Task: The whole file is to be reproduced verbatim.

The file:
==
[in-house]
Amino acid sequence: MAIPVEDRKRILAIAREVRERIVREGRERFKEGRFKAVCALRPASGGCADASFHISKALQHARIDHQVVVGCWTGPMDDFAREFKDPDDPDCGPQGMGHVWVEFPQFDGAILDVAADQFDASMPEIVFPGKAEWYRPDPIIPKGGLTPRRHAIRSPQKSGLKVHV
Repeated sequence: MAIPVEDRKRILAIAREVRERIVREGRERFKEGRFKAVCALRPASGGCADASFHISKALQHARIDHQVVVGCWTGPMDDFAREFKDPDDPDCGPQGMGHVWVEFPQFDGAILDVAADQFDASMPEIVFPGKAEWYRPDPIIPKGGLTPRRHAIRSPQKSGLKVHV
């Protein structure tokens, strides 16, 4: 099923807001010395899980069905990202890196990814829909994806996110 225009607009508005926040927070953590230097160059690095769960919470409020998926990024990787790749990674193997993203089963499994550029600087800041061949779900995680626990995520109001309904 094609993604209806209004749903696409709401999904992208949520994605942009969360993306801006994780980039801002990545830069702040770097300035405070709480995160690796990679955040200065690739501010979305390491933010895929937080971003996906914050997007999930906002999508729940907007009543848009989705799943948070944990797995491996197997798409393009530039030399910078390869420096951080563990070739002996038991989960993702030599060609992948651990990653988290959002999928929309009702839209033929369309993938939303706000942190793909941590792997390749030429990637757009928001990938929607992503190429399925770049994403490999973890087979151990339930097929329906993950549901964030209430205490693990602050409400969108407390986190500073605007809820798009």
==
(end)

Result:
[in-house]
Amino acid sequence: MAIPVEDRKRILAIAREVRERIVREGRERFKEGRFKAVCALRPASGGCADASFHISKALQHARIDHQVVVGCWTGPMDDFAREFKDPDDPDCGPQGMGHVWVEFPQFDGAILDVAADQFDASMPEIVFPGKAEWYRPDPIIPKGGLTPRRHAIRSPQKSGLKVHV
Repeated sequence: MAIPVEDRKRILAIAREVRERIVREGRERFKEGRFKAVCALRPASGGCADASFHISKALQHARIDHQVVVGCWTGPMDDFAREFKDPDDPDCGPQGMGHVWVEFPQFDGAILDVAADQFDASMPEIVFPGKAEWYRPDPIIPKGGLTPRRHAIRSPQKSGLKVHV
């Protein structure tokens, strides 16, 4: 099923807001010395899980069905990202890196990814829909994806996110 225009607009508005926040927070953590230097160059690095769960919470409020998926990024990787790749990674193997993203089963499994550029600087800041061949779900995680626990995520109001309904 094609993604209806209004749903696409709401999904992208949520994605942009969360993306801006994780980039801002990545830069702040770097300035405070709480995160690796990679955040200065690739501010979305390491933010895929937080971003996906914050997007999930906002999508729940907007009543848009989705799943948070944990797995491996197997798409393009530039030399910078390869420096951080563990070739002996038991989960993702030599060609992948651990990653988290959002999928929309009702839209033929369309993938939303706000942190793909941590792997390749030429990637757009928001990938929607992503190429399925770049994403490999973890087979151990339930097929329906993950549901964030209430205490693990602050409400969108407390986190500073605007809820798009």